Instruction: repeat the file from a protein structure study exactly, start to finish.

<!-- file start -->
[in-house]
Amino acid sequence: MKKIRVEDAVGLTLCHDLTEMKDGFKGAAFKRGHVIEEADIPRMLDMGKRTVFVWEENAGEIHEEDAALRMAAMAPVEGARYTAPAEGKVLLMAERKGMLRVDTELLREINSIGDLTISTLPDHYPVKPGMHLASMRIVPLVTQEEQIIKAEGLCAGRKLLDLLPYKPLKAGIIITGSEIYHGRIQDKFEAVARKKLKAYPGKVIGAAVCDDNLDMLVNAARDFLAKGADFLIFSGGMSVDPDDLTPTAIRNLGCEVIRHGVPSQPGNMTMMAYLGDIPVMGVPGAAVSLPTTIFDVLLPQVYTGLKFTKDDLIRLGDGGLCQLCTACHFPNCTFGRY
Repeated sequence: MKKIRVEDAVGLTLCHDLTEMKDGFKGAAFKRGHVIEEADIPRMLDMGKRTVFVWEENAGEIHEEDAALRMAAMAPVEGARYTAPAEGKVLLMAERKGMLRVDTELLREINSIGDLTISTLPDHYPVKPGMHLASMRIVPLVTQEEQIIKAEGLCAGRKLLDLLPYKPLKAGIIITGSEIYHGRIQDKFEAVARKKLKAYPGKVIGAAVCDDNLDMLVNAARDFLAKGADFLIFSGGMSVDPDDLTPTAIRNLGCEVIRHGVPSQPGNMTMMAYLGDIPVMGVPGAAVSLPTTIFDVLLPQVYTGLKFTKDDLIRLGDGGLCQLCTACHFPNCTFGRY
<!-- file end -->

[in-house]
Amino acid sequence: MKKIRVEDAVGLTLCHDLTEMKDGFKGAAFKRGHVIEEADIPRMLDMGKRTVFVWEENAGEIHEEDAALRMAAMAPVEGARYTAPAEGKVLLMAERKGMLRVDTELLREINSIGDLTISTLPDHYPVKPGMHLASMRIVPLVTQEEQIIKAEGLCAGRKLLDLLPYKPLKAGIIITGSEIYHGRIQDKFEAVARKKLKAYPGKVIGAAVCDDNLDMLVNAARDFLAKGADFLIFSGGMSVDPDDLTPTAIRNLGCEVIRHGVPSQPGNMTMMAYLGDIPVMGVPGAAVSLPTTIFDVLLPQVYTGLKFTKDDLIRLGDGGLCQLCTACHFPNCTFGRY
Repeated sequence: MKKIRVEDAVGLTLCHDLTEMKDGFKGAAFKRGHVIEEADIPRMLDMGKRTVFVWEENAGEIHEEDAALRMAAMAPVEGARYTAPAEGKVLLMAERKGMLRVDTELLREINSIGDLTISTLPDHYPVKPGMHLASMRIVPLVTQEEQIIKAEGLCAGRKLLDLLPYKPLKAGIIITGSEIYHGRIQDKFEAVARKKLKAYPGKVIGAAVCDDNLDMLVNAARDFLAKGADFLIFSGGMSVDPDDLTPTAIRNLGCEVIRHGVPSQPGNMTMMAYLGDIPVMGVPGAAVSLPTTIFDVLLPQVYTGLKFTKDDLIRLGDGGLCQLCTACHFPNCTFGRY